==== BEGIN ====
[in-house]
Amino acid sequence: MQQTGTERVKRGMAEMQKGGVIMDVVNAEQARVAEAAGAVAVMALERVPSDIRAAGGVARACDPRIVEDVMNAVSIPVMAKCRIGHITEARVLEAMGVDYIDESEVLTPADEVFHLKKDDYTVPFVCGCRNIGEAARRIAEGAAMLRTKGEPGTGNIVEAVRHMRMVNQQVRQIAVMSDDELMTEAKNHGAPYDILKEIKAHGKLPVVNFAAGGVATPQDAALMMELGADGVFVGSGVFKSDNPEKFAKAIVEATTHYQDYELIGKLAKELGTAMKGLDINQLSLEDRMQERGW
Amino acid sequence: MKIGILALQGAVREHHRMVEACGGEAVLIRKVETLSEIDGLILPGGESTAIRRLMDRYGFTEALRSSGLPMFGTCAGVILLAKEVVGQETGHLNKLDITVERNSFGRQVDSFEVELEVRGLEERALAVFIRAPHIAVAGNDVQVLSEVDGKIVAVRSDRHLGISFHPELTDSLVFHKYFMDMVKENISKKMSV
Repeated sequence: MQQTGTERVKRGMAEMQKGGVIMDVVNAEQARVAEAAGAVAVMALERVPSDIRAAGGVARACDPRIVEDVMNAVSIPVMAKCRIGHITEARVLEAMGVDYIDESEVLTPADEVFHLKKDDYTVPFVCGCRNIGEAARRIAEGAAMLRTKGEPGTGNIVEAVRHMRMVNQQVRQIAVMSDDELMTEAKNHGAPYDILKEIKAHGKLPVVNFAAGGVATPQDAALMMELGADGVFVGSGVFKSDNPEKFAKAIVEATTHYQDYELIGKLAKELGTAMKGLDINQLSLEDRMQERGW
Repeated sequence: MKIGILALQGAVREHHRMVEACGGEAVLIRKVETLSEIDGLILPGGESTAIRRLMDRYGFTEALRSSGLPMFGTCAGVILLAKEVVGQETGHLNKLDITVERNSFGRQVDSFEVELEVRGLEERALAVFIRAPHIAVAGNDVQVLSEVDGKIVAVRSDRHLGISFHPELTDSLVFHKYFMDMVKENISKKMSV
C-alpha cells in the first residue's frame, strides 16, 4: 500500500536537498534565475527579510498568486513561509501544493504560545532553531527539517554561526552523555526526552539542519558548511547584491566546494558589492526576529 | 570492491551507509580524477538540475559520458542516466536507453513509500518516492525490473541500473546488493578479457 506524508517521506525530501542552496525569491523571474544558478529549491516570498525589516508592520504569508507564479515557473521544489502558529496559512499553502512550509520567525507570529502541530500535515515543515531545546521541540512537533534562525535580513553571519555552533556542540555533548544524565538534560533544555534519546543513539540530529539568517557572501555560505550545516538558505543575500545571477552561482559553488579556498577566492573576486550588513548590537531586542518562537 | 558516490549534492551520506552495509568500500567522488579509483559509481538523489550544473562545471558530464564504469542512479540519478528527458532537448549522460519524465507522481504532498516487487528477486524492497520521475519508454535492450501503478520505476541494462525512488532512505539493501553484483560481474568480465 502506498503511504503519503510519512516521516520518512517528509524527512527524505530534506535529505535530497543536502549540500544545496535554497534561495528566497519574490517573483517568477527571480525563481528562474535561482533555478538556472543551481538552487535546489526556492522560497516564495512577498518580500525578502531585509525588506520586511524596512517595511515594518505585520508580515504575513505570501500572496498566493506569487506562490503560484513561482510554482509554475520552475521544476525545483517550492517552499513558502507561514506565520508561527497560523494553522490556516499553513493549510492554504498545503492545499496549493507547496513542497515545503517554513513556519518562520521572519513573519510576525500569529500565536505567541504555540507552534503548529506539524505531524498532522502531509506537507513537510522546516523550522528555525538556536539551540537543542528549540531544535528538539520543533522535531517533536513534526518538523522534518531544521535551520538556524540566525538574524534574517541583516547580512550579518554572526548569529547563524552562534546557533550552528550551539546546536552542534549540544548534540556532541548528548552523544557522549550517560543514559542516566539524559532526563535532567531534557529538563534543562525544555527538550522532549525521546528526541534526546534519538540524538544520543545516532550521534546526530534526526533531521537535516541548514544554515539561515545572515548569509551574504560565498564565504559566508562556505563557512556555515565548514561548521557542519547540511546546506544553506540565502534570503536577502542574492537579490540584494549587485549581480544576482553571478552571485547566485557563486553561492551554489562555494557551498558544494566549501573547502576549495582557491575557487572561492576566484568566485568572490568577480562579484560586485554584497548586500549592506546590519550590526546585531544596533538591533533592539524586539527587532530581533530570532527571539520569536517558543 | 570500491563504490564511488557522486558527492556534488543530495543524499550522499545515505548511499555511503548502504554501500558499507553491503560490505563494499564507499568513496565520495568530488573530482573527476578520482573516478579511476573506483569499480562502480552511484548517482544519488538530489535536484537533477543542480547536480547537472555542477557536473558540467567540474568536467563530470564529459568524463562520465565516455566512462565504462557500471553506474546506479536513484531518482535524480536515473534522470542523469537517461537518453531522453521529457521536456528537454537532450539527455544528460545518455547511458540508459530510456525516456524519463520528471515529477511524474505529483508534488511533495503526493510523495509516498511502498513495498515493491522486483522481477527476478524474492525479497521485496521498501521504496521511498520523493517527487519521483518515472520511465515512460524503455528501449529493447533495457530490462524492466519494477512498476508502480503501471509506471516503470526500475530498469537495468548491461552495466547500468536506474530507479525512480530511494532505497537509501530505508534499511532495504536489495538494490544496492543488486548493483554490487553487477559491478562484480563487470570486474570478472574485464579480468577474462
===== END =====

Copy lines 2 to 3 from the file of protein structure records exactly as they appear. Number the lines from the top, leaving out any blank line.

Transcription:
Amino acid sequence: MQQTGTERVKRGMAEMQKGGVIMDVVNAEQARVAEAAGAVAVMALERVPSDIRAAGGVARACDPRIVEDVMNAVSIPVMAKCRIGHITEARVLEAMGVDYIDESEVLTPADEVFHLKKDDYTVPFVCGCRNIGEAARRIAEGAAMLRTKGEPGTGNIVEAVRHMRMVNQQVRQIAVMSDDELMTEAKNHGAPYDILKEIKAHGKLPVVNFAAGGVATPQDAALMMELGADGVFVGSGVFKSDNPEKFAKAIVEATTHYQDYELIGKLAKELGTAMKGLDINQLSLEDRMQERGW
Amino acid sequence: MKIGILALQGAVREHHRMVEACGGEAVLIRKVETLSEIDGLILPGGESTAIRRLMDRYGFTEALRSSGLPMFGTCAGVILLAKEVVGQETGHLNKLDITVERNSFGRQVDSFEVELEVRGLEERALAVFIRAPHIAVAGNDVQVLSEVDGKIVAVRSDRHLGISFHPELTDSLVFHKYFMDMVKENISKKMSV